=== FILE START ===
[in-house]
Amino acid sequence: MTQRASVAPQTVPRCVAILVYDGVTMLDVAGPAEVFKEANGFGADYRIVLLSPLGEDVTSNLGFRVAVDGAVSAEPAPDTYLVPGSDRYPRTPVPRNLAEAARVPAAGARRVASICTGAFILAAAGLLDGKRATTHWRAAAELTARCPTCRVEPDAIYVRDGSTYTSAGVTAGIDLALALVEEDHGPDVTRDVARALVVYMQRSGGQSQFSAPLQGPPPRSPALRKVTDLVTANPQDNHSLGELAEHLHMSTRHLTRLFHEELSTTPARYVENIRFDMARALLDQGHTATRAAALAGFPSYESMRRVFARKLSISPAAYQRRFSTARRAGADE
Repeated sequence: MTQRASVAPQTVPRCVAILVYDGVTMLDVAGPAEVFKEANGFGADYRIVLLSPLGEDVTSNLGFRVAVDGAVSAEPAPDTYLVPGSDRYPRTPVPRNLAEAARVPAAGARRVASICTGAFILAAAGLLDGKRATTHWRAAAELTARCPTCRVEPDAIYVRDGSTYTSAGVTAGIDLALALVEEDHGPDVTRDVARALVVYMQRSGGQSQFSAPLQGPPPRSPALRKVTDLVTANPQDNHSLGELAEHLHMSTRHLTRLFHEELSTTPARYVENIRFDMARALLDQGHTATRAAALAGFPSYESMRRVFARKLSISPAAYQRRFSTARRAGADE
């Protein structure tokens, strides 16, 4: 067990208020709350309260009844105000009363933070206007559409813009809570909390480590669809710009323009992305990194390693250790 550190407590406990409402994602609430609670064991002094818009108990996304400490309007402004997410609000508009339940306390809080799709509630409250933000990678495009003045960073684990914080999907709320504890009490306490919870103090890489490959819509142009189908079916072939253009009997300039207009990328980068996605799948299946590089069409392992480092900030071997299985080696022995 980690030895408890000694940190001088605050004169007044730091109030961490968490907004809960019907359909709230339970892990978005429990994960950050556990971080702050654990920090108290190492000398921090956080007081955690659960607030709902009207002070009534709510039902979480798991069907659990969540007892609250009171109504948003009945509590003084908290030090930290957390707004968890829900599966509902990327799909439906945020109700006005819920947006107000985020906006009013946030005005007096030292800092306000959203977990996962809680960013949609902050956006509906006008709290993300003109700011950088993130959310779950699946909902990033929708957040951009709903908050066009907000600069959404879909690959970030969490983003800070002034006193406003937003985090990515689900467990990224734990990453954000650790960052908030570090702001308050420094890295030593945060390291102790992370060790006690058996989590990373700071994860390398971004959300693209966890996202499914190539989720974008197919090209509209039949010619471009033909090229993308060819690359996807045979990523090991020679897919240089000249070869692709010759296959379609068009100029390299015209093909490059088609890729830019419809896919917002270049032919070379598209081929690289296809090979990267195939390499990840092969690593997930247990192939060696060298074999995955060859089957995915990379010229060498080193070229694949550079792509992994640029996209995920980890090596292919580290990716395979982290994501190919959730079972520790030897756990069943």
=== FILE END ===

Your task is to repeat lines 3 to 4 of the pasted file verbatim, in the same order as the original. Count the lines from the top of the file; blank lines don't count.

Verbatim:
Repeated sequence: MTQRASVAPQTVPRCVAILVYDGVTMLDVAGPAEVFKEANGFGADYRIVLLSPLGEDVTSNLGFRVAVDGAVSAEPAPDTYLVPGSDRYPRTPVPRNLAEAARVPAAGARRVASICTGAFILAAAGLLDGKRATTHWRAAAELTARCPTCRVEPDAIYVRDGSTYTSAGVTAGIDLALALVEEDHGPDVTRDVARALVVYMQRSGGQSQFSAPLQGPPPRSPALRKVTDLVTANPQDNHSLGELAEHLHMSTRHLTRLFHEELSTTPARYVENIRFDMARALLDQGHTATRAAALAGFPSYESMRRVFARKLSISPAAYQRRFSTARRAGADE
């Protein structure tokens, strides 16, 4: 067990208020709350309260009844105000009363933070206007559409813009809570909390480590669809710009323009992305990194390693250790 550190407590406990409402994602609430609670064991002094818009108990996304400490309007402004997410609000508009339940306390809080799709509630409250933000990678495009003045960073684990914080999907709320504890009490306490919870103090890489490959819509142009189908079916072939253009009997300039207009990328980068996605799948299946590089069409392992480092900030071997299985080696022995 980690030895408890000694940190001088605050004169007044730091109030961490968490907004809960019907359909709230339970892990978005429990994960950050556990971080702050654990920090108290190492000398921090956080007081955690659960607030709902009207002070009534709510039902979480798991069907659990969540007892609250009171109504948003009945509590003084908290030090930290957390707004968890829900599966509902990327799909439906945020109700006005819920947006107000985020906006009013946030005005007096030292800092306000959203977990996962809680960013949609902050956006509906006008709290993300003109700011950088993130959310779950699946909902990033929708957040951009709903908050066009907000600069959404879909690959970030969490983003800070002034006193406003937003985090990515689900467990990224734990990453954000650790960052908030570090702001308050420094890295030593945060390291102790992370060790006690058996989590990373700071994860390398971004959300693209966890996202499914190539989720974008197919090209509209039949010619471009033909090229993308060819690359996807045979990523090991020679897919240089000249070869692709010759296959379609068009100029390299015209093909490059088609890729830019419809896919917002270049032919070379598209081929690289296809090979990267195939390499990840092969690593997930247990192939060696060298074999995955060859089957995915990379010229060498080193070229694949550079792509992994640029996209995920980890090596292919580290990716395979982290994501190919959730079972520790030897756990069943």